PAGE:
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Vacancies in open category posts also need to be advertised under the Maharashtra Employees of Private Schools (Conditions of Service) Regulation Act, 1977: Bombay High Court

A decision that vacancies in open category posts also need to be advertised under the Maharashtra Employees of Private Schools (Conditions of Service) Regulation Act, 1977 was pronounced by the Bombay High Court through the Bench of Justice Rohit B. Deo in the case of Late Sanjay Gandhi Shikshan v. The Deputy Director of Education (WRIT PETITION No.856 OF 2018)

FACTS OF THE CASE:
The respondent was fired from the petitioner institution for failing to follow Section 5 of the Maharashtra Employees of Private Schools (Conditions of Service) Regulation Act, 1977 (the “Act”), not having the required education at the time of the employment, and intentional absence from work. The School Tribunal rejected the aforementioned arguments and ordered the respondent’s readmission to the petitioner’s school.

JUDGEMENT:
The Bench stated that job advertisements are not restricted to reserved positions. Under the Maharashtra Employees of Private Schools (Conditions of Service) Regulation Act, 1977, it is also obligatory to advertise the positions in the open category. It derives from the fundamental rights enshrined in Articles 14 and 16.

The High Court largely addressed the Act’s need to advertise the position in the open category. The purpose of releasing advertising while making open category appointments is to ensure that every eligible person is aware of the available position. This move would give effect to the idea of equality enshrined in Articles 14 and 16 of the Indian Constitution.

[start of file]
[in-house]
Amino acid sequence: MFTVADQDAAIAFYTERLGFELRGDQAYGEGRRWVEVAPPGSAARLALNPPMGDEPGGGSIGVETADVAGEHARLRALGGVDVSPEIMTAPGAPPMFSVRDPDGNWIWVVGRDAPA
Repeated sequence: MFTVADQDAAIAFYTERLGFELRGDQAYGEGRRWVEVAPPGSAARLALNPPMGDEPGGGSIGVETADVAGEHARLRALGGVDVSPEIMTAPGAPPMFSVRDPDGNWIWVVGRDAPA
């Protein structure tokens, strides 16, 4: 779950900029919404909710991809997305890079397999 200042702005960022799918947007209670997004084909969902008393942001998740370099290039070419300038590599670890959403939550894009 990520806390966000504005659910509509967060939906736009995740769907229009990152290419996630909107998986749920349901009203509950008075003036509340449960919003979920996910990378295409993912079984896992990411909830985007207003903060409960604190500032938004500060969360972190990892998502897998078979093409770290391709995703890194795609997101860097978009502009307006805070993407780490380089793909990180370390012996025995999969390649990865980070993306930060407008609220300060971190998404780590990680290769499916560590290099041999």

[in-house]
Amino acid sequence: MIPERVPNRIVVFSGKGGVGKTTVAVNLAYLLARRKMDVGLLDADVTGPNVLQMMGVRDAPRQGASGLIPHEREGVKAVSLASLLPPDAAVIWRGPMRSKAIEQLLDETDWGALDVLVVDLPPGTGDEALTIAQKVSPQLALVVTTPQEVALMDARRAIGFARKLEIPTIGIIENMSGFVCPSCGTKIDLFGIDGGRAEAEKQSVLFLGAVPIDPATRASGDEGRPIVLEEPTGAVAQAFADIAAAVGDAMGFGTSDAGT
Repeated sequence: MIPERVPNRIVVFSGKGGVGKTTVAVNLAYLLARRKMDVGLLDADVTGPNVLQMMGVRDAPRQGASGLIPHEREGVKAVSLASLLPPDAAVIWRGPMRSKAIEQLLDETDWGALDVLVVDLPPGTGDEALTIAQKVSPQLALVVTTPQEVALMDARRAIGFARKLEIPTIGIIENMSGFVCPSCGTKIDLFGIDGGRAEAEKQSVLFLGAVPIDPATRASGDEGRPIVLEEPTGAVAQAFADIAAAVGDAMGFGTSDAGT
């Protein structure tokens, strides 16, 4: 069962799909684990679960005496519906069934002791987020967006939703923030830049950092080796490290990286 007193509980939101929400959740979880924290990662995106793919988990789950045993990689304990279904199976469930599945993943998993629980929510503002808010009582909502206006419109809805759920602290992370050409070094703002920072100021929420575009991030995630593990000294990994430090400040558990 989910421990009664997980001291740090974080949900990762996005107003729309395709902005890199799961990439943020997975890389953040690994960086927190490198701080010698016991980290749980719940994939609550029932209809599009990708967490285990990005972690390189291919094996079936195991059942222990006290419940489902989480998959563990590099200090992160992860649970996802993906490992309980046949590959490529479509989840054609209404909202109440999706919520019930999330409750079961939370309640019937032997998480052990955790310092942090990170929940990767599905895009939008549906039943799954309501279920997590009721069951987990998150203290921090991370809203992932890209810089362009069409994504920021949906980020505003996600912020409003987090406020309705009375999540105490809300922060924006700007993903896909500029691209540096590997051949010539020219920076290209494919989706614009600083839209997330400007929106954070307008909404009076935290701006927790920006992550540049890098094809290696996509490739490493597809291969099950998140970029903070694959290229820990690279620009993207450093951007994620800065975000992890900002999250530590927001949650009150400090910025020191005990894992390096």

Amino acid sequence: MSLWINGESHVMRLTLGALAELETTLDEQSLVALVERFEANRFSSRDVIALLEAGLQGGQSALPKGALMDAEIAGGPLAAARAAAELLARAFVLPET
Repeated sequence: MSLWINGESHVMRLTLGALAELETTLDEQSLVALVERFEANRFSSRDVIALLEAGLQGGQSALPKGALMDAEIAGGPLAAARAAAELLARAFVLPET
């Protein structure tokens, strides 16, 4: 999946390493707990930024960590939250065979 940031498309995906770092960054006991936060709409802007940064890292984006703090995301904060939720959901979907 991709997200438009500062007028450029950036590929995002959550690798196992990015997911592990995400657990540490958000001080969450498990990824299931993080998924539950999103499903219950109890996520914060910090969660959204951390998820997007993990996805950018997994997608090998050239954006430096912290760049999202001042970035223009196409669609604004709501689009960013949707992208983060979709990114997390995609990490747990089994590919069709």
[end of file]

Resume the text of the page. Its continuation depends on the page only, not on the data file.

On the issue of acquiring eligibility qualification subsequent to the appointment, the Bench said that ‘it is trite law that the employee must be eligible to hold the post as on the date of the appointment if not on the date of the advertisement, as the case may be’ and ‘an employee, who was not qualified as on the date of the appointment, cannot be treated as regularly appointed with effect from the date on which he acquired the eligibility qualification’.

Even if it is accepted that the employee, in this case, was dismissed, he did not have the right to maintain the position and so could not file a grievance or pray for relief. The High Court ruled that the School Tribunal’s decision was incorrect and quashed it. There was no order for compensation since it is only admissible when the order of termination is deemed illegal or improper.

JUDGEMENT REVIEWED BY REETI SHETTY

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